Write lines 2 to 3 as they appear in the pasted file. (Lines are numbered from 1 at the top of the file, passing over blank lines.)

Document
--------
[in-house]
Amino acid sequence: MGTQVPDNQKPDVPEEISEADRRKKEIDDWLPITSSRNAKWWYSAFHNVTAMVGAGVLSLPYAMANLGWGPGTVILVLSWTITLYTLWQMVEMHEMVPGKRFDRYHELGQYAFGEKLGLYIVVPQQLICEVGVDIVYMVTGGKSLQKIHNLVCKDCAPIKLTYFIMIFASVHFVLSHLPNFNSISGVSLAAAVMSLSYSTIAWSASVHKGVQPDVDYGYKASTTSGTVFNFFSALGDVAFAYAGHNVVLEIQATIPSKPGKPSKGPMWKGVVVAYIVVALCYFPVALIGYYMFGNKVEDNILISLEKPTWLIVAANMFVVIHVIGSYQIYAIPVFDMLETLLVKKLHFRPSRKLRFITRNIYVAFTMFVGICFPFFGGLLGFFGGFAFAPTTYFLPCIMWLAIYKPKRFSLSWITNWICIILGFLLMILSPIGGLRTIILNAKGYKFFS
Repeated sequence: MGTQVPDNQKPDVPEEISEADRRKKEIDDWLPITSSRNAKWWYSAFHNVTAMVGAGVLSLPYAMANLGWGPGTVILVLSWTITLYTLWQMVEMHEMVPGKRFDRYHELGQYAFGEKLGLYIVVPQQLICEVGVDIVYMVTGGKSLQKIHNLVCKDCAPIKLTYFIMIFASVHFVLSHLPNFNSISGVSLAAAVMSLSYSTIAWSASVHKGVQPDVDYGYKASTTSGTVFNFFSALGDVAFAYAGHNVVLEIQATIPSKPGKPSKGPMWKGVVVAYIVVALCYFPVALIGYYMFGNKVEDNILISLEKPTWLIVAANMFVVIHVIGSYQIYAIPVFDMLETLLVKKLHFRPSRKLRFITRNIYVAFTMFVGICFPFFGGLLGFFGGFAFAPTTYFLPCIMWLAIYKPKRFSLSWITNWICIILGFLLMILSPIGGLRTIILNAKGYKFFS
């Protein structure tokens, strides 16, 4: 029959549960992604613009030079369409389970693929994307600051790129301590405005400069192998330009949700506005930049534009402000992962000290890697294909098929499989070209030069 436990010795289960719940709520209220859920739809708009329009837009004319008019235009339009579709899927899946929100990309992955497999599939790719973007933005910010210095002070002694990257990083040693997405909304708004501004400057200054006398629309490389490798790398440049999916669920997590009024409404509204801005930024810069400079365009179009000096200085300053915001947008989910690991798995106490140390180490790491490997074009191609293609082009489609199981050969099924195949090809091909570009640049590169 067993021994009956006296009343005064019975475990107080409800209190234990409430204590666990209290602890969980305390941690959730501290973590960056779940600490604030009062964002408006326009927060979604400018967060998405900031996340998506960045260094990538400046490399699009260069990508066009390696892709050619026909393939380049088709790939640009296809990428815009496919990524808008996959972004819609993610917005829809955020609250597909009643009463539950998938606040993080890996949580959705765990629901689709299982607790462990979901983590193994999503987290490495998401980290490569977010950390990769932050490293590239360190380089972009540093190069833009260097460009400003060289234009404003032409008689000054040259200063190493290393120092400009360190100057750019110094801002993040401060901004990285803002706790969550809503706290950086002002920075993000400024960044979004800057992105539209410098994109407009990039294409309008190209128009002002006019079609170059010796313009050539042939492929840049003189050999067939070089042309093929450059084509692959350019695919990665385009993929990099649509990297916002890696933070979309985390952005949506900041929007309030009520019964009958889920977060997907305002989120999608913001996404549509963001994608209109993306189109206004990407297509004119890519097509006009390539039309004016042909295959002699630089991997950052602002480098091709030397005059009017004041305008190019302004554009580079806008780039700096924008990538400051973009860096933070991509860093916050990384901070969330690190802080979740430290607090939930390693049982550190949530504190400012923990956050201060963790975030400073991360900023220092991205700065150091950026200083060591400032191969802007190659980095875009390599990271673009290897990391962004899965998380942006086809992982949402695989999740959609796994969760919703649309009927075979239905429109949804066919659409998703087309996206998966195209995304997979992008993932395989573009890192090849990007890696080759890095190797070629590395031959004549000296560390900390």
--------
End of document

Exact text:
Amino acid sequence: MGTQVPDNQKPDVPEEISEADRRKKEIDDWLPITSSRNAKWWYSAFHNVTAMVGAGVLSLPYAMANLGWGPGTVILVLSWTITLYTLWQMVEMHEMVPGKRFDRYHELGQYAFGEKLGLYIVVPQQLICEVGVDIVYMVTGGKSLQKIHNLVCKDCAPIKLTYFIMIFASVHFVLSHLPNFNSISGVSLAAAVMSLSYSTIAWSASVHKGVQPDVDYGYKASTTSGTVFNFFSALGDVAFAYAGHNVVLEIQATIPSKPGKPSKGPMWKGVVVAYIVVALCYFPVALIGYYMFGNKVEDNILISLEKPTWLIVAANMFVVIHVIGSYQIYAIPVFDMLETLLVKKLHFRPSRKLRFITRNIYVAFTMFVGICFPFFGGLLGFFGGFAFAPTTYFLPCIMWLAIYKPKRFSLSWITNWICIILGFLLMILSPIGGLRTIILNAKGYKFFS
Repeated sequence: MGTQVPDNQKPDVPEEISEADRRKKEIDDWLPITSSRNAKWWYSAFHNVTAMVGAGVLSLPYAMANLGWGPGTVILVLSWTITLYTLWQMVEMHEMVPGKRFDRYHELGQYAFGEKLGLYIVVPQQLICEVGVDIVYMVTGGKSLQKIHNLVCKDCAPIKLTYFIMIFASVHFVLSHLPNFNSISGVSLAAAVMSLSYSTIAWSASVHKGVQPDVDYGYKASTTSGTVFNFFSALGDVAFAYAGHNVVLEIQATIPSKPGKPSKGPMWKGVVVAYIVVALCYFPVALIGYYMFGNKVEDNILISLEKPTWLIVAANMFVVIHVIGSYQIYAIPVFDMLETLLVKKLHFRPSRKLRFITRNIYVAFTMFVGICFPFFGGLLGFFGGFAFAPTTYFLPCIMWLAIYKPKRFSLSWITNWICIILGFLLMILSPIGGLRTIILNAKGYKFFS